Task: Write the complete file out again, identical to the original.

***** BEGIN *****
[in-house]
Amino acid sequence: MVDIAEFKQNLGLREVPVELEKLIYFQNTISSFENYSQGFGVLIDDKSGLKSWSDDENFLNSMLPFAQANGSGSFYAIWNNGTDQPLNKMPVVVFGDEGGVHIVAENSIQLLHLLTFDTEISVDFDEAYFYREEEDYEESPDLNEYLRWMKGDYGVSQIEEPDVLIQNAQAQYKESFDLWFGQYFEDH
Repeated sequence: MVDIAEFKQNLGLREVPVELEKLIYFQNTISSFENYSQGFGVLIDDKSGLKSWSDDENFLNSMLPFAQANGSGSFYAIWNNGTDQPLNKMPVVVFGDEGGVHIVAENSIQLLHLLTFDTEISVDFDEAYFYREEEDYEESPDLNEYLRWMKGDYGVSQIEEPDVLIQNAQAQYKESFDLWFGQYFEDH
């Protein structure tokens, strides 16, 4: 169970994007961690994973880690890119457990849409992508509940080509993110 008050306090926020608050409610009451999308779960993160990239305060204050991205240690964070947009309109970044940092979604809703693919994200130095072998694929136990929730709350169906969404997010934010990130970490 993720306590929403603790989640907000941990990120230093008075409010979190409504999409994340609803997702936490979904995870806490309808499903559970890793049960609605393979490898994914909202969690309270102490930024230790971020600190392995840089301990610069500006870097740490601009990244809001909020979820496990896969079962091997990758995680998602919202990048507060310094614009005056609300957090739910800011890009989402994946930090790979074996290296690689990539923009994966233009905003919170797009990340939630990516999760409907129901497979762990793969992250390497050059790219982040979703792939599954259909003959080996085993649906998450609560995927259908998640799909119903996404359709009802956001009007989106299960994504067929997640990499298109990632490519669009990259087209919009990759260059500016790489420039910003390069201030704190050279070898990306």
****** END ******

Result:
[in-house]
Amino acid sequence: MVDIAEFKQNLGLREVPVELEKLIYFQNTISSFENYSQGFGVLIDDKSGLKSWSDDENFLNSMLPFAQANGSGSFYAIWNNGTDQPLNKMPVVVFGDEGGVHIVAENSIQLLHLLTFDTEISVDFDEAYFYREEEDYEESPDLNEYLRWMKGDYGVSQIEEPDVLIQNAQAQYKESFDLWFGQYFEDH
Repeated sequence: MVDIAEFKQNLGLREVPVELEKLIYFQNTISSFENYSQGFGVLIDDKSGLKSWSDDENFLNSMLPFAQANGSGSFYAIWNNGTDQPLNKMPVVVFGDEGGVHIVAENSIQLLHLLTFDTEISVDFDEAYFYREEEDYEESPDLNEYLRWMKGDYGVSQIEEPDVLIQNAQAQYKESFDLWFGQYFEDH
């Protein structure tokens, strides 16, 4: 169970994007961690994973880690890119457990849409992508509940080509993110 008050306090926020608050409610009451999308779960993160990239305060204050991205240690964070947009309109970044940092979604809703693919994200130095072998694929136990929730709350169906969404997010934010990130970490 993720306590929403603790989640907000941990990120230093008075409010979190409504999409994340609803997702936490979904995870806490309808499903559970890793049960609605393979490898994914909202969690309270102490930024230790971020600190392995840089301990610069500006870097740490601009990244809001909020979820496990896969079962091997990758995680998602919202990048507060310094614009005056609300957090739910800011890009989402994946930090790979074996290296690689990539923009994966233009905003919170797009990340939630990516999760409907129901497979762990793969992250390497050059790219982040979703792939599954259909003959080996085993649906998450609560995927259908998640799909119903996404359709009802956001009007989106299960994504067929997640990499298109990632490519669009990259087209919009990759260059500016790489420039910003390069201030704190050279070898990306």